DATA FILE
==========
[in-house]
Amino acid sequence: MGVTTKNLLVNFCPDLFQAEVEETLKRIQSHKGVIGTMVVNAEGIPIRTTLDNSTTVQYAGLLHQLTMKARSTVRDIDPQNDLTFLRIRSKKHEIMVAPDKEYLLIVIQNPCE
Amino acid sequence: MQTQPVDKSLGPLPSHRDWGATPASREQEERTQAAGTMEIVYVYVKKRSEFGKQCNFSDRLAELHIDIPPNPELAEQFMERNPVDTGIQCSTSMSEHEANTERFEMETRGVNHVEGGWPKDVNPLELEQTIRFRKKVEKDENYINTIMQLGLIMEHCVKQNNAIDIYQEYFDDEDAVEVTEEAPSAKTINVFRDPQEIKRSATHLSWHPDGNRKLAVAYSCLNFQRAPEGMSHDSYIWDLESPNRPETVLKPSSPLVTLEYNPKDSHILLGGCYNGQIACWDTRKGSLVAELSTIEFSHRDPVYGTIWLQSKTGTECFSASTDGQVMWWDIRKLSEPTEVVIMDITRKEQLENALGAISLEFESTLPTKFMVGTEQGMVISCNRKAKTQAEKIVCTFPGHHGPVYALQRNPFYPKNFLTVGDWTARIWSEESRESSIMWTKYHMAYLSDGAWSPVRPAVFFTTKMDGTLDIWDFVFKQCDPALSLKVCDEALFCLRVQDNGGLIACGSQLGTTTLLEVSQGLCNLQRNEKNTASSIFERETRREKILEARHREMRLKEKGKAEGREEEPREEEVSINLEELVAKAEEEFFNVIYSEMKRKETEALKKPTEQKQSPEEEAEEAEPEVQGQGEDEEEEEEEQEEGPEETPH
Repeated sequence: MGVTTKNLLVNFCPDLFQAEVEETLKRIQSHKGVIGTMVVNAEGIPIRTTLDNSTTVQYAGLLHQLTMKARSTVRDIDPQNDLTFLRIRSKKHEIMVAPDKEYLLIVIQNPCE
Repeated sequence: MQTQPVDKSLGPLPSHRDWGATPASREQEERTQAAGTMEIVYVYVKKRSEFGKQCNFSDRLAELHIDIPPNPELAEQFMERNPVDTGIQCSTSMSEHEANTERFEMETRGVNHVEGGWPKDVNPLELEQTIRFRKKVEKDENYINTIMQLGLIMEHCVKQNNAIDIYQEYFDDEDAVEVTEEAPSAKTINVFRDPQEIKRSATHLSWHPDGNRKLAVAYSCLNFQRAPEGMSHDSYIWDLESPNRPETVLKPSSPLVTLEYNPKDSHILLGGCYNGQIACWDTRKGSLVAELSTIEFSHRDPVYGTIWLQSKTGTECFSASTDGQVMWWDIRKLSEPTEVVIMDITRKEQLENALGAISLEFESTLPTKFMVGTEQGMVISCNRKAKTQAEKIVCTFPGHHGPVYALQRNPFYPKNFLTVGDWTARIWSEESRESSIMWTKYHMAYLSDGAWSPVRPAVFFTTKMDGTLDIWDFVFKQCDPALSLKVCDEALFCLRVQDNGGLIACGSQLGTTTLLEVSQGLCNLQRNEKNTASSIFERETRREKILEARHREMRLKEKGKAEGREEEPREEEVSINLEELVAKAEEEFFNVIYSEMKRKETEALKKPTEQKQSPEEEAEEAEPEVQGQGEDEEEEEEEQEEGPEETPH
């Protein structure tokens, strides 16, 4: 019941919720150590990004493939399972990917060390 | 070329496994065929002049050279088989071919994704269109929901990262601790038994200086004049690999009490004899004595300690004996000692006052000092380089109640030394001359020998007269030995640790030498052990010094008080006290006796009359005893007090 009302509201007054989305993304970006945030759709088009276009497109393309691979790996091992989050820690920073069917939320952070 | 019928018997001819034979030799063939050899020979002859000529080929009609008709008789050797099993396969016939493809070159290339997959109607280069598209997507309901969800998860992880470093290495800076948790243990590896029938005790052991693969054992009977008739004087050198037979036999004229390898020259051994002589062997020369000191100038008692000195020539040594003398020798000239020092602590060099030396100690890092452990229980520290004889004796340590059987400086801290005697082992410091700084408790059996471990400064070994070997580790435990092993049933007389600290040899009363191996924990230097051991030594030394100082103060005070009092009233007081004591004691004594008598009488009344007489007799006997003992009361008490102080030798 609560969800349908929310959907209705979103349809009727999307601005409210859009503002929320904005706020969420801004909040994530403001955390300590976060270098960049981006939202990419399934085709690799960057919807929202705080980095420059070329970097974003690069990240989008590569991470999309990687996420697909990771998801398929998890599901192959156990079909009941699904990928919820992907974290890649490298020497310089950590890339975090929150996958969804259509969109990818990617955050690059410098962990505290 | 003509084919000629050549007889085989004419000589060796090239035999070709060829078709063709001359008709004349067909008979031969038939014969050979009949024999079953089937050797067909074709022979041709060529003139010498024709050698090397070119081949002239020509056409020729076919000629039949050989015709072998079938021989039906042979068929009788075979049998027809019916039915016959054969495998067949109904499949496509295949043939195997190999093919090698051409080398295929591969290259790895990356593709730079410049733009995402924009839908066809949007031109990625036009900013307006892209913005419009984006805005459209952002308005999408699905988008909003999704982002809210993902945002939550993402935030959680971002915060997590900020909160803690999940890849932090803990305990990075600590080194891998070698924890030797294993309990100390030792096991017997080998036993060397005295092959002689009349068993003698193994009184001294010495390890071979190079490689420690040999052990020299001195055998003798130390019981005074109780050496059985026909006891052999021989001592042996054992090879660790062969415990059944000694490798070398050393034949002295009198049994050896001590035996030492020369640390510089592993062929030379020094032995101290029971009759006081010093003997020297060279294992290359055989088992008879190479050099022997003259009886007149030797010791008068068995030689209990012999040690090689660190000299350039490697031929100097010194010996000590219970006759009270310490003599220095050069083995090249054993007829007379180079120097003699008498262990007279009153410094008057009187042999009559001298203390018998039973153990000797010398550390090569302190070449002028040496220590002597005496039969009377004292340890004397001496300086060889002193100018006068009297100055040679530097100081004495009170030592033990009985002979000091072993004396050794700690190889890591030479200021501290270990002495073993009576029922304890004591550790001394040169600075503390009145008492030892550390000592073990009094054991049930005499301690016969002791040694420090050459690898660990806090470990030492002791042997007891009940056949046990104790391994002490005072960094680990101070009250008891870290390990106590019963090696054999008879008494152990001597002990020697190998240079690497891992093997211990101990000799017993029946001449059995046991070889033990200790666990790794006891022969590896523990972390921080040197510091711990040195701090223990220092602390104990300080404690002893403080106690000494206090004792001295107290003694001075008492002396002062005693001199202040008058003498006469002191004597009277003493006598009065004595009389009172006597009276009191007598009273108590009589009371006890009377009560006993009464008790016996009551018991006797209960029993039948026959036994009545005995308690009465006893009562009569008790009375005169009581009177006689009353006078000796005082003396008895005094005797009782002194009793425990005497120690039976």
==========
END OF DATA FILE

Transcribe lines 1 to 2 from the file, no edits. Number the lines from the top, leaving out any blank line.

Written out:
[in-house]
Amino acid sequence: MGVTTKNLLVNFCPDLFQAEVEETLKRIQSHKGVIGTMVVNAEGIPIRTTLDNSTTVQYAGLLHQLTMKARSTVRDIDPQNDLTFLRIRSKKHEIMVAPDKEYLLIVIQNPCE